Fund of hedge funds:
You many have heard the term before, but if you're not well versed in the hedge fund world's lingo, you may not know what it means. If you work at a bank or in the financial industry at large, or if you're searching for jobs in this space, it's essential to understand what a fund of hedge funds is.
More commonly known as a fund of funds, or FoF in some circuits, this is a portfolio that contains shares, or stakes in a basket of hedge funds. So quite literally, it is a fund comprised of other hedge funds.
The benefits for adopting a fund of hedge funds structure are similar to why an investor may choose to invest using Insider Monkey's strategies
, for example. It allows you to outsource the stock-picking, asset allocation and research tasks to the individual hedge funds. Moreover, a FoF strategy allows an investment manager to pick-and-choose which hedge funds' strategies best suit any given market environment, and typically, it's easy to be nimble in this regard.
For example, imagine that you hold a FoF that's evenly invested between an activist hedge fund and a value investing hedge fund. If the activist, like Carl Icahn
let's say, takes a major position in Company A and is pushing for a spinoff, this may be a place of interest to you. Assume that Company A's spinoff would leave the company with a more attractive investment portfolio post-split, and your Company A shares would rise as a result of such a move.
The value investing hedge fund, meanwhile, might like another company, Company B, because it trades at a discount in relation to its industry peers. Your bullish thesis for investing in this hedge fund under a FoF structure may be that you trust this firm, let's say it's Warren Buffett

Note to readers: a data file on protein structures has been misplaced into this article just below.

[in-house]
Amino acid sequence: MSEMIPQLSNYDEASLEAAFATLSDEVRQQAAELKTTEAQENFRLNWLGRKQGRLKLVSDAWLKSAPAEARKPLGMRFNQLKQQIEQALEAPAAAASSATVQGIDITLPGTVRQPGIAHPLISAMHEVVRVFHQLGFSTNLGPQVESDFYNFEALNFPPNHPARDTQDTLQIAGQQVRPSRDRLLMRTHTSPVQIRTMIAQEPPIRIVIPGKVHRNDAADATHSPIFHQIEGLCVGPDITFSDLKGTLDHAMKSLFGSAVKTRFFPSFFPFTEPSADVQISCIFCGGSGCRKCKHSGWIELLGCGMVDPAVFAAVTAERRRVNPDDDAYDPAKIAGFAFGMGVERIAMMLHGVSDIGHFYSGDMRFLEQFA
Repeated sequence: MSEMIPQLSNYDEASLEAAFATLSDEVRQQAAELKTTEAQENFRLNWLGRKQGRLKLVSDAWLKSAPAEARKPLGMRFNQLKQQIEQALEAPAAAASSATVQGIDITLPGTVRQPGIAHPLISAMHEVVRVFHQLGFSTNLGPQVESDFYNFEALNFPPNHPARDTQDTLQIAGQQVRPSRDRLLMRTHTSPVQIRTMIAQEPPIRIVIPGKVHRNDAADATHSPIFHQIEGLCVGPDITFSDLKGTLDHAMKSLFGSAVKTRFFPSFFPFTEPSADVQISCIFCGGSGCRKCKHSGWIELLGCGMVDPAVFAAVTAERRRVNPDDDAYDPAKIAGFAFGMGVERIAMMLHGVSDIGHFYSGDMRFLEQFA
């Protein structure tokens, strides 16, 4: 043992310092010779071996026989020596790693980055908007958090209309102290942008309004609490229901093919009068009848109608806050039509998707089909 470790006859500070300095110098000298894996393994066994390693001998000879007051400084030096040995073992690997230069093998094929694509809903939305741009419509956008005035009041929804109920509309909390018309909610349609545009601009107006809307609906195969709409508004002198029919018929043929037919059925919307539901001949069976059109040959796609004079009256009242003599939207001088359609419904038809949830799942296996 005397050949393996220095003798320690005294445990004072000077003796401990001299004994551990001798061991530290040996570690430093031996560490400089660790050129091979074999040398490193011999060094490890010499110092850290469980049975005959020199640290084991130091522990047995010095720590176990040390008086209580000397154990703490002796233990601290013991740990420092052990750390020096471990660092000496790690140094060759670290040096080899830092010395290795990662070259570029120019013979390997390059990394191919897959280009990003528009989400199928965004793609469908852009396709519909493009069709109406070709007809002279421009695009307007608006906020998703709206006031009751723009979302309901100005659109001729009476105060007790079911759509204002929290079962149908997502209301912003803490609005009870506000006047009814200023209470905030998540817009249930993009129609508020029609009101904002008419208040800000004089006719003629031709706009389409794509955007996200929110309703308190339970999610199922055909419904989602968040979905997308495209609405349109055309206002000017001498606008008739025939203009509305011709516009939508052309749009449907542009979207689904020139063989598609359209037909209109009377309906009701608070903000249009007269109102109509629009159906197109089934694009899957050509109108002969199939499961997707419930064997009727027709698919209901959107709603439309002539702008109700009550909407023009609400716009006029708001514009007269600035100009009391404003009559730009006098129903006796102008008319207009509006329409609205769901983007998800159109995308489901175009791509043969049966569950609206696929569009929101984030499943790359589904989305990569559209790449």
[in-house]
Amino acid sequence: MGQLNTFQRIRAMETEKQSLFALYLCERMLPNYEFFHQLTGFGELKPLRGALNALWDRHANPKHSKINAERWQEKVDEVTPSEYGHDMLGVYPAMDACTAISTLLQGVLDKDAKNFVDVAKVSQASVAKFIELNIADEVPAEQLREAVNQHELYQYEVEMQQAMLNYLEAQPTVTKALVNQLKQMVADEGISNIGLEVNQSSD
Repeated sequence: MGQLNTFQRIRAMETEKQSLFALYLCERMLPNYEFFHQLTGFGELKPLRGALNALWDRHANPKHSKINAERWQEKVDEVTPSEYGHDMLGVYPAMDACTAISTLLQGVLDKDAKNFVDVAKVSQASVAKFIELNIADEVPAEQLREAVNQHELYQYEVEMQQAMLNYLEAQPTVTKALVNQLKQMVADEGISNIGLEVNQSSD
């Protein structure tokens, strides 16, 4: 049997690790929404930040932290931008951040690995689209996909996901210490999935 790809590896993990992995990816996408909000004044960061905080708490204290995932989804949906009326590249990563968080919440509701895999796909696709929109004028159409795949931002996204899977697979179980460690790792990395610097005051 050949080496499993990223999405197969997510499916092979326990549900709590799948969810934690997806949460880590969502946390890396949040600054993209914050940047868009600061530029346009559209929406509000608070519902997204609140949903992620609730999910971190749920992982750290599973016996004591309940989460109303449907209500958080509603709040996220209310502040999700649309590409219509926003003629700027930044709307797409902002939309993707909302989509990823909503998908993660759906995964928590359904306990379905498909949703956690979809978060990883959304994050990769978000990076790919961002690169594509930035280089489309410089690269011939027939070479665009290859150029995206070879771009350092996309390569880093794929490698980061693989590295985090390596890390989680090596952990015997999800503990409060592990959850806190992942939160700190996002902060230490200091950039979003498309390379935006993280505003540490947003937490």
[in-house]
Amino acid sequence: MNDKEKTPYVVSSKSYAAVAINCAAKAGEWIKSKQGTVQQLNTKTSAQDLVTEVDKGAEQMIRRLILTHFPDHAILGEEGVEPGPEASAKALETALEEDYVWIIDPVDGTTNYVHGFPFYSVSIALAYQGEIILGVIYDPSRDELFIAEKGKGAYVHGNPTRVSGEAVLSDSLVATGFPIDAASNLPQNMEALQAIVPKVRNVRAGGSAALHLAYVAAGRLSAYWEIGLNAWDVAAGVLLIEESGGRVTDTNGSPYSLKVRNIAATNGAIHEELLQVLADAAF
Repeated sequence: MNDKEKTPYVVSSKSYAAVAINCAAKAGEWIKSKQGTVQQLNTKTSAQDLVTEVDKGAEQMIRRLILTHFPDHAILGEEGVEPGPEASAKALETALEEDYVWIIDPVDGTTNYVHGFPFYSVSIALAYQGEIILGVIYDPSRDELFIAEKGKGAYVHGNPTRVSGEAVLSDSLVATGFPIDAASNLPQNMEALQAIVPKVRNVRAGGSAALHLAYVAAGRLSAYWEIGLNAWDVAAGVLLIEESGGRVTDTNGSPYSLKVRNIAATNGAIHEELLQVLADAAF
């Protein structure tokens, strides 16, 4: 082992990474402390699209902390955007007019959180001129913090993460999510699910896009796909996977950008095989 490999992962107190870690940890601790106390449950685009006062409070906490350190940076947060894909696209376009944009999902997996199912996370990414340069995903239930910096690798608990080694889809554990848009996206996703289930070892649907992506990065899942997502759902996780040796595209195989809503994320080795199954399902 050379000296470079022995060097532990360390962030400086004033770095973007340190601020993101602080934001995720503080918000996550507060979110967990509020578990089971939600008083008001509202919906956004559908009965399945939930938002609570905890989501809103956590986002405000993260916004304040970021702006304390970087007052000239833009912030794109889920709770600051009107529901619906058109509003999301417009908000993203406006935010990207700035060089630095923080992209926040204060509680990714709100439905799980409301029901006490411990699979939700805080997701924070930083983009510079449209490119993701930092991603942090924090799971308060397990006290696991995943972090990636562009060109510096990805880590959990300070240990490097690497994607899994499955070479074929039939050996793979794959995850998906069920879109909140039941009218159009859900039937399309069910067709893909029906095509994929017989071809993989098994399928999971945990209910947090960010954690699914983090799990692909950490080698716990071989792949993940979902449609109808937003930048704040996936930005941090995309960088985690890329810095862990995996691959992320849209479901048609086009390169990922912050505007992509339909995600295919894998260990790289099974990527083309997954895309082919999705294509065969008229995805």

's, because of its pedigree.
After a year of splitting your fund of hedge funds 50/50 between Icahn and Buffett, let's imagine a scenario where Carl Icahn's proposal to have Company A spinoff some of its assets fails. Your bullish thesis behind Company A is then no longer valid, and you'd prefer to just invest in Warren Buffett's position in Company B.
A FoF structure lets you do this, as you could simply decide to trade out shares of Icahn's fund for that of Buffett's, or search for a new hedge fund to invest in altogether. If you were an ordinary high-net worth investor, you wouldn't always be able to simply exit out of a fund for one bad investment, and any withdrawal may come with fees or penalties. Inversely, if you were a lower net worth investor who was just long on Company A and Company B, you'd be able to buy and sell shares as you please, but you might not have become aware of such investment opportunities unless you had been invested in Buffett or Icahn directly in the first place.
Obviously, in the real world, this scenario is far more complex and there are many more hedge funds to invest in, usually with hundreds to thousands of investments in multiple asset classes. Additionally, we're not saying that Warren Buffett is a better value investor than Icahn is at being an activist; this example was just for explanation.
If you're still confused as to what a fund of hedge funds (or fund of funds) is, simply remember that it's a diversified portfolio that's invested in an array of different hedge funds.
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